Losey demonstrates the fractured nature of Bannion's emotional life, as well as the freewheeling environment in which he finds himself once free of prison, by one celebrated shot in particular. Seen through a kaleidoscope as Maggie arrives at his welcome home party, Bannion's perceptions of the real world will be shown just as misleading as any optical effect seen within a toy. Back amongst fellow crooks and lovers, he has returned to a precarious future amongst his own kind. In films like The Servant (1963), or Accident, the outsider Losey would observe and deal with the British class structure in a notably unsentimental way. In The Criminal, elements of this dispassionate dissection are already in evidence in odd touches: for instance the liberal, middle class governor of the prison, who mislays his New Statesman; or Bannion bringing in a genteel piano tuner, the surreal tinkling of whom is in ironic counterpoint to the criminal conspiracy forming in the next room. Losey is keen to suggest a particular social milieu, whether it's the groups interacting within prison or the presentation of Bannion's apartment, cheesy décor, sunray lamps, sliding doors and all. Underpinning this attention to detail is a memorable score by Johnny Dankworth, coming to the project immediately after his impressive work on Saturday Night And Sunday Morning (1960). It's Cleo Laine singing a mournful song ("All my sadness/ and all my joy/ comes from loving/ a thieving boy") who opens the film on the right atmospheric note, whilst music as whole plays an important part in many of the scenes. Incidentally, Dankworth is still at work in the genre, having recently provided the score for Gangster No.1 (2000).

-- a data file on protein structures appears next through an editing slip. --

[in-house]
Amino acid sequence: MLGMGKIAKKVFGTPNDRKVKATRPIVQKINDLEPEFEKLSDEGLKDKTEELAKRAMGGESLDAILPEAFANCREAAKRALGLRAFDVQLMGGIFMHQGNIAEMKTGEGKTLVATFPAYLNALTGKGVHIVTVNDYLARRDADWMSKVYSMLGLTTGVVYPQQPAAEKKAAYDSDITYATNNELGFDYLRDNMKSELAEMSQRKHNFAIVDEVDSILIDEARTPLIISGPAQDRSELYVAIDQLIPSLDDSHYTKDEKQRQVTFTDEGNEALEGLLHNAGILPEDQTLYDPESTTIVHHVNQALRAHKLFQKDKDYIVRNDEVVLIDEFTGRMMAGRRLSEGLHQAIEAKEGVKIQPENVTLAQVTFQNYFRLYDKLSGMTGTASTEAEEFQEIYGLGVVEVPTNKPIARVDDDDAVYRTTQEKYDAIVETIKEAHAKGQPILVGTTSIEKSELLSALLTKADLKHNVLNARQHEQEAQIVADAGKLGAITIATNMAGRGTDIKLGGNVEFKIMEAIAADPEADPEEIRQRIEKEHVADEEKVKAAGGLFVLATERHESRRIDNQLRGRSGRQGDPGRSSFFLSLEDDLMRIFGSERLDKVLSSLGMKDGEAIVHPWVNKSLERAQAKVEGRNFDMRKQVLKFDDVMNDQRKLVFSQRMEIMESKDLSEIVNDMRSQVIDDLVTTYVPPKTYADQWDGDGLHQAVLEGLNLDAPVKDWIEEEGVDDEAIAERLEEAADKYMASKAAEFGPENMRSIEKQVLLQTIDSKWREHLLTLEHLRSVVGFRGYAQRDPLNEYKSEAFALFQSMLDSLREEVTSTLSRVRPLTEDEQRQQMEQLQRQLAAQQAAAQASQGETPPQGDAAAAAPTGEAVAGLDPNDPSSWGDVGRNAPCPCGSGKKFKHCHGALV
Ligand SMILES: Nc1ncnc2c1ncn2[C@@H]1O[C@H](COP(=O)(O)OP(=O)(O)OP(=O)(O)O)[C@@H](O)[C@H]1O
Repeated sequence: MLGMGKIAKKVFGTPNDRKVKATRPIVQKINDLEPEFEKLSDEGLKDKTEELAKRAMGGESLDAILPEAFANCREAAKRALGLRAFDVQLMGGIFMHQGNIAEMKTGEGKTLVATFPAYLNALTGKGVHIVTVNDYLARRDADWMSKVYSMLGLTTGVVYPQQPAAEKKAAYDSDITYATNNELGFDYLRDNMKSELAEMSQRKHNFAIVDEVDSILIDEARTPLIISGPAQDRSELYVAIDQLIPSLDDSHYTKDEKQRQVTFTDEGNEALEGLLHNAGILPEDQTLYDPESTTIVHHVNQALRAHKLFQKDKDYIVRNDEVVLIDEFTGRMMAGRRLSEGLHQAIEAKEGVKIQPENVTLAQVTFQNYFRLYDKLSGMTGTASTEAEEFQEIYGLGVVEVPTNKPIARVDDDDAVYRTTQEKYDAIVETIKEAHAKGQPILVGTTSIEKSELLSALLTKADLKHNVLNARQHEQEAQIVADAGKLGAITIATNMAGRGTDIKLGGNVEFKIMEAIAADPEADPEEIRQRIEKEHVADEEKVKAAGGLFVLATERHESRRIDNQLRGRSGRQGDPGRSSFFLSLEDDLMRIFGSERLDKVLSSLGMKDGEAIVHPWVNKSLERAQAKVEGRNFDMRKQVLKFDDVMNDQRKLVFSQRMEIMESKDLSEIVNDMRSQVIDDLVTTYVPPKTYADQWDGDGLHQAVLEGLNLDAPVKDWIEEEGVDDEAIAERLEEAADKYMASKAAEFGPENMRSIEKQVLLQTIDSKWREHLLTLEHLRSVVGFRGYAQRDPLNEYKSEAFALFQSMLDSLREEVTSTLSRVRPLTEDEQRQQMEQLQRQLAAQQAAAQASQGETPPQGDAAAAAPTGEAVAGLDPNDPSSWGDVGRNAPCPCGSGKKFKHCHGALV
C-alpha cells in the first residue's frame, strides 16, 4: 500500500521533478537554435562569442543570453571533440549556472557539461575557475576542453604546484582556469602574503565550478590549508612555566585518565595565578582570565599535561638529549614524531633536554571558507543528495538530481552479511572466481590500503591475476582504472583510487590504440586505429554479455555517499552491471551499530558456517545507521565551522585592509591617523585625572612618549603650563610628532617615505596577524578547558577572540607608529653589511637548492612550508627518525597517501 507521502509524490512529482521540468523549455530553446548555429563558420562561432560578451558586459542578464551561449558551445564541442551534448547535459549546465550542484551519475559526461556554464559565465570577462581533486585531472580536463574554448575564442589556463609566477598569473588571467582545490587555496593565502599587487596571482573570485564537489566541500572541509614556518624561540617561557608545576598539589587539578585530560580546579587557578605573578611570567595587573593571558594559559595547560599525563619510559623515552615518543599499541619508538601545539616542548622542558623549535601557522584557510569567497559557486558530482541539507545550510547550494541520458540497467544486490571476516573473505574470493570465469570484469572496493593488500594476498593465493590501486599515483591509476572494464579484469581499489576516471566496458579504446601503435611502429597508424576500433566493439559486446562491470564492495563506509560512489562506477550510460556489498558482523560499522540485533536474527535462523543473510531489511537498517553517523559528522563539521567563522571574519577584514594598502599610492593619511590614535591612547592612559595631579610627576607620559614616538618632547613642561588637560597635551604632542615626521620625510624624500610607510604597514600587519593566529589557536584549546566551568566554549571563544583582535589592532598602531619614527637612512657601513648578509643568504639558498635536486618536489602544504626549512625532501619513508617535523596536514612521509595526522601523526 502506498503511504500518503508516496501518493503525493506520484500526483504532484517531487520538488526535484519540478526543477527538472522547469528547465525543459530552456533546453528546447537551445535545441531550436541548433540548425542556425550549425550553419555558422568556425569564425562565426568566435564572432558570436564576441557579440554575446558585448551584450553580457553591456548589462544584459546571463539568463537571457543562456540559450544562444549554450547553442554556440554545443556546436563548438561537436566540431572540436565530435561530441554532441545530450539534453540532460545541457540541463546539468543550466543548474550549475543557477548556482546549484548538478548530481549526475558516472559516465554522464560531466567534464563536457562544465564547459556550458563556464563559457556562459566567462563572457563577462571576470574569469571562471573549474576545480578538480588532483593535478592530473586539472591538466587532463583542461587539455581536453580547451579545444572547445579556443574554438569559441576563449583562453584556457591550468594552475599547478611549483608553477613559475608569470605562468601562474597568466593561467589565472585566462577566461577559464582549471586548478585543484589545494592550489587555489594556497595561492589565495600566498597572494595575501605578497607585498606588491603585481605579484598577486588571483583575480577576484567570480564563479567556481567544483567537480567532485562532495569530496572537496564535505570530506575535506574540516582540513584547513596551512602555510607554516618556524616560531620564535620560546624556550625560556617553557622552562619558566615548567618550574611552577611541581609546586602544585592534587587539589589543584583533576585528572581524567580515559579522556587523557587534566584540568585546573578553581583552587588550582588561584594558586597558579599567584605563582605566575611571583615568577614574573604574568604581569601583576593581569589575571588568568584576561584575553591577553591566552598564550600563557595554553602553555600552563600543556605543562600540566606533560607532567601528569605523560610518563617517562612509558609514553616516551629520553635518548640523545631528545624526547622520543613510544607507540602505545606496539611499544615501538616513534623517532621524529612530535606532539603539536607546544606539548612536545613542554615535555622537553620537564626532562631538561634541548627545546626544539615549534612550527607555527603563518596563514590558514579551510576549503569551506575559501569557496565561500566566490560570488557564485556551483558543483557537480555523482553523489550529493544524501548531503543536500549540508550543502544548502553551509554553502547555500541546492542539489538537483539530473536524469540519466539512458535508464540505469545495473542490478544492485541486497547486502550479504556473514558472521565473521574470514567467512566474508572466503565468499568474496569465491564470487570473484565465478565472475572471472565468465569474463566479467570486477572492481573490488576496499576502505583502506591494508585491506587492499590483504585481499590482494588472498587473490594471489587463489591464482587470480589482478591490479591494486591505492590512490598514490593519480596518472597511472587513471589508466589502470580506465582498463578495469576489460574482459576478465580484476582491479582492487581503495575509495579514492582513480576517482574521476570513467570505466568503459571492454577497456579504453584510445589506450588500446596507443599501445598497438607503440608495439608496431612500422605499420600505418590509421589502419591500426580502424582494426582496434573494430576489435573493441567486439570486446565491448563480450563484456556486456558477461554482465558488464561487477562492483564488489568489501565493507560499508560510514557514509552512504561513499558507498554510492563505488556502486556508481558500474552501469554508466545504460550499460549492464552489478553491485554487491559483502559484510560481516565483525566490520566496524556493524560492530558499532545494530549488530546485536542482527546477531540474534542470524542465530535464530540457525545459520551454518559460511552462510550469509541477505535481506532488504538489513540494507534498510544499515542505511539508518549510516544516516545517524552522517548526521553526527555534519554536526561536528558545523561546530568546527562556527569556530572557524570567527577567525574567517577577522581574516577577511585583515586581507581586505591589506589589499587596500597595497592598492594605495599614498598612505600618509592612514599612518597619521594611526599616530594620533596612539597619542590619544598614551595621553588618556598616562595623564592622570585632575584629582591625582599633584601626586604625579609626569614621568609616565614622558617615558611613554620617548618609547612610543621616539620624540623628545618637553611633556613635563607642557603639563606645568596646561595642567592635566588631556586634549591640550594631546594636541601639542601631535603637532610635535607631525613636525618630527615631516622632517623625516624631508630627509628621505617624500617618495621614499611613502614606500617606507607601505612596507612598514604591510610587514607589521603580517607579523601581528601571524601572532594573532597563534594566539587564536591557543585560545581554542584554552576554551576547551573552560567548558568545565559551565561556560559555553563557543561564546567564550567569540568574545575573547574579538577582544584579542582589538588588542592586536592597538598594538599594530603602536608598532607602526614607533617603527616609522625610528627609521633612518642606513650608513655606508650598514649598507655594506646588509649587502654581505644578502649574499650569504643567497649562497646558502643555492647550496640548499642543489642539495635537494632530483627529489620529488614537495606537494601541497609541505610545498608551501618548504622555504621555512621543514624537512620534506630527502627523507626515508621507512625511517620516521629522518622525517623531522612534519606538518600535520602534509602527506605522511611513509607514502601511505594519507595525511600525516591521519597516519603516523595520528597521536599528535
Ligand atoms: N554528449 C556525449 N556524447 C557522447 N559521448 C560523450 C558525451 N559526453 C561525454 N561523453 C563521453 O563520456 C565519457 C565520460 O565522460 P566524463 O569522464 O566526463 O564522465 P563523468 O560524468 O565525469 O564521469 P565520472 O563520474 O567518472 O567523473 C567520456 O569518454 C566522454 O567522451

Upon its initial release The Criminal's bleak ending drew especial praise from critics. Pursued by former friends, clutching a religious medal, Bannion flees bleeding into an empty winter landscape, screaming at girlfriend to let him be. Losey and his crew utilised a fortuitous cold spell to place Bannion's final scene in a frozen field, shooting some elements from overhead, creating a stark intensity that is startling. Of course this final, chilly landscape is also an apt metaphor for Bannion's own world of immorality and selfishness, where very little of any warmth is permitted to grow.

The Region 1 disc is the original 96-minute British version, in correct ratio, picture quality excellent. A shorter version, re-titled The Concrete Jungle, was released in the USA at 86 minutes. One can only imagine that this removed some of Losey's careful work with mise-en-scene through the incidentals, which make his complete film so effective. Extended biographies and chapter stops are the only extras here, the paucity of which makes one wish there had been opportunity to also include Losey's 29-minute short colour film A Man On The Beach (1955) - a "peculiar and atmospheric" caper film centring on a casino robbery, also scripted by Jimmy Sangster. What is provided by Anchor Bay though, is well worth the modest outlay. It would be criminal to miss it.